"The second thing is that when you're doing any professional work there is always a monetary motive," he says.
"But now there is no profit, it's just selfless service."
Are we likely to see more Australians taking up a life of service as sadhus? "A big yes," says Sadhu Jnanpurushdas, the head of BAPS activities in the Asia-Pacific region and himself a Swaminarayan sadhu of 27 years.
"We are seeing a movement away from the material world as people seek inner peace and spiritual enlightenment," Jnanpurushdas explains. "[Many people] lead a life which is very drab sometimes, despite the fact that they have everything. They have money, they have wealth, they have a professional career going for themselves — but still they feel there is something missing in that.
"People want to get away and do something purposeful — not useful, but purposeful — and our organisation promotes that."
Bharadwaj Bhagat, or Dhrumil as he was then, first thought about becoming a sadhu in high school. Later during one of his university breaks he spent a few weeks in India travelling with Pramukh Swami, who doesn't reside in a fixed location but spends a few weeks at a time in different cities and towns — something gurus of the Swaminarayan have always done. This is occasionally done by undecided youths considering the path of a sadhu.
After the trip, he continued to focus on his pharmacy degree, volunteered his time for BAPS activities and immersed himself in Hindu scriptures, particularly Bhagwan Swaminarayan's teachings. Interest in life as a sadhu slowly evolved into commitment and conviction. Bharadwaj Bhagat says though he was guided by the advice of his parents and close relatives, particularly his grandfather, the choice was his alone.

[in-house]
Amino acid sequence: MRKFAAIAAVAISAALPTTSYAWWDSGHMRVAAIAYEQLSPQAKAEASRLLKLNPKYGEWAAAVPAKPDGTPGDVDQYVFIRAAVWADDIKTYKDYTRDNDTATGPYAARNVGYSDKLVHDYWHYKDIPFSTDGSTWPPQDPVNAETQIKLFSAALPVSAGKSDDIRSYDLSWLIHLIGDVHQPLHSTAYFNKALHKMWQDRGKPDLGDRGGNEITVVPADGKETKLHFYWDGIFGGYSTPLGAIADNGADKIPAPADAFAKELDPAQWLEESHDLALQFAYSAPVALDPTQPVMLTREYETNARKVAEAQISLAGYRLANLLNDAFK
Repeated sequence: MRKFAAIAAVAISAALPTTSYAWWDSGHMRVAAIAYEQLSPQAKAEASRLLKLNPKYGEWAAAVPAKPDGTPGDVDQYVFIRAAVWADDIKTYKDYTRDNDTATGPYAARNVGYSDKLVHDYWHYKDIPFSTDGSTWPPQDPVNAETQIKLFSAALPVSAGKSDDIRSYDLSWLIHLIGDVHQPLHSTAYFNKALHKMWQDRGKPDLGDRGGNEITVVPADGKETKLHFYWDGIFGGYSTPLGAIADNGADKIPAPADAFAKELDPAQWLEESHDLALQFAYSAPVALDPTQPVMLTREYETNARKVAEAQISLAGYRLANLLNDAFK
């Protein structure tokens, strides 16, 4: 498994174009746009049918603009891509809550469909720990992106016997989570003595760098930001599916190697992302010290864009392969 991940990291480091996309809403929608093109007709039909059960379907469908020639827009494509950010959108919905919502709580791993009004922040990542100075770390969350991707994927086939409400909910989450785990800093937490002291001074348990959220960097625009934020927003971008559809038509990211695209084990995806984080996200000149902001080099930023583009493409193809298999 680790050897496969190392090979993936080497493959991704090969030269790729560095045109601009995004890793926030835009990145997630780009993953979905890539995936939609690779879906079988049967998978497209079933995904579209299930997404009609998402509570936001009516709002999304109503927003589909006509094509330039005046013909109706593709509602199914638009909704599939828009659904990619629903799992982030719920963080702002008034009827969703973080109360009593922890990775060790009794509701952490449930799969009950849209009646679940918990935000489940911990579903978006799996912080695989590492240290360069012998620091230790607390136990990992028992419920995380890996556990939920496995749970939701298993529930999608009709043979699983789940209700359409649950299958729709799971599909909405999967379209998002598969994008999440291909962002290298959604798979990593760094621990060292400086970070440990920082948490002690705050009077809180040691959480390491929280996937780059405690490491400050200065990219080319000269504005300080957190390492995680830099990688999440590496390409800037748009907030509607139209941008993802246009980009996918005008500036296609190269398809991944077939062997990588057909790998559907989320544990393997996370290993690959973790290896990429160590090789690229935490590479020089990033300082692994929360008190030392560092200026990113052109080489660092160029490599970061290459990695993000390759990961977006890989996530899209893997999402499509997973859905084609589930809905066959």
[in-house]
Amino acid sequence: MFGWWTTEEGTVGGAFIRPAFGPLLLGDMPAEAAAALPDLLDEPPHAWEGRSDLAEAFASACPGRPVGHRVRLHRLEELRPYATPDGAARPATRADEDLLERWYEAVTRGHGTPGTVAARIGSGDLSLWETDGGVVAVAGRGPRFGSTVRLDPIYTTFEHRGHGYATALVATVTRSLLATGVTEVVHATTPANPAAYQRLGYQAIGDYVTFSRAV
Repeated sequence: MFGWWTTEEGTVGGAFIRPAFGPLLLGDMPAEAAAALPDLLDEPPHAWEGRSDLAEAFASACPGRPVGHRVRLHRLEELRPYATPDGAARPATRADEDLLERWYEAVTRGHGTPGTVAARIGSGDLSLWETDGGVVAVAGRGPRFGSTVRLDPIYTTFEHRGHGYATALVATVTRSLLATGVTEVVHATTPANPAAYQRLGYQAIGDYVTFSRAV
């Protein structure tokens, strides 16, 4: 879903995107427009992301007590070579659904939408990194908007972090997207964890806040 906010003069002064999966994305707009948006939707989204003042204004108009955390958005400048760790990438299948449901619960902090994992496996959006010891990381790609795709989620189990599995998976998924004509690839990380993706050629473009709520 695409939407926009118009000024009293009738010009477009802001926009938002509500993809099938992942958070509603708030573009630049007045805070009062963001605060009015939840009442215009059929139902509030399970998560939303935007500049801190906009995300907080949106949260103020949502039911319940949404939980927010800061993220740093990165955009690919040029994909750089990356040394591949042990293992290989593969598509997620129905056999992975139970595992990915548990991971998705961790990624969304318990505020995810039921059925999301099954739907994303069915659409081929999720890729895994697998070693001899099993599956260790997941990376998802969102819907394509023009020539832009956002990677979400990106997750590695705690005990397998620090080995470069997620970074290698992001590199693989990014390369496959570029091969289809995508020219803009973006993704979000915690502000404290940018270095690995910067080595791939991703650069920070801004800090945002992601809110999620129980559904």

In his final year of university Dhrumil asked for and received his parents' consent to become a sadhu. No one in his family had ever taken this path before.
For Swaminarayan sadhus parental consent, irrespective of the youth's age, is a strict requirement, as is a minimum age of 21 and some level of tertiary education. But exception is sometimes made on the latter for youths from families with financial difficulties.
"There is no recruitment process because becoming a sadhu is such a personal and self-motivated decision," explains Bharadwaj Bhagat. "The individual himself has to make the choice, and discuss it with his parents and family."
Situations are then assessed on a case-by-case basis by senior sadhus at the Sarangpur training centre and the final word rests with Pramukh Swami as the guru.
The youths initiated into the order along with Bharadwaj Bhagat range from doctors and engineers from middle-class families living in the US and UK, to illiterate farmers and labourers from Indian tribal villages, all of whom say Pramukh Swami inspired them to become a sadhu.
"Pramukh Swami's influence is such that his teachings are universal," says Jnanpurushdas. "They're not for any one particular person or any one particular religion. He talks about atma and paramatma [the relationship between the individual soul and the divine] and about living a peaceful life.
"I feel that youngsters who are sensitive to these kinds of values will always take notice and say that okay, here is an organisation and a guru that offers all that."
Hinduism is not centralised. Given the many sects, monasteries and self-professed renunciates, it is difficult to establish a total population of Hindu monks in India and worldwide. What is Hinduism?, a publication by monks of Kauai Hindu Monastery in Hawaii, estimates there are between one and five million.
With a following estimated to number 800,000 worldwide, it is impossible for Pramukh Swami to reach each one personally, particularly Swaminarayan adherents living abroad. The last time Pramukh Swami visited Australia, for example, was in 2002.
Instead Jnanpurushdas travels around the Asia-Pacific region on the guru's behalf, with another sadhu as required by the order. In the cities of Hong Kong and Jakarta, Sydney and Auckland and every population centre in between, they oversee BAPS activities, and provide moral and spiritual guidance to Hindus.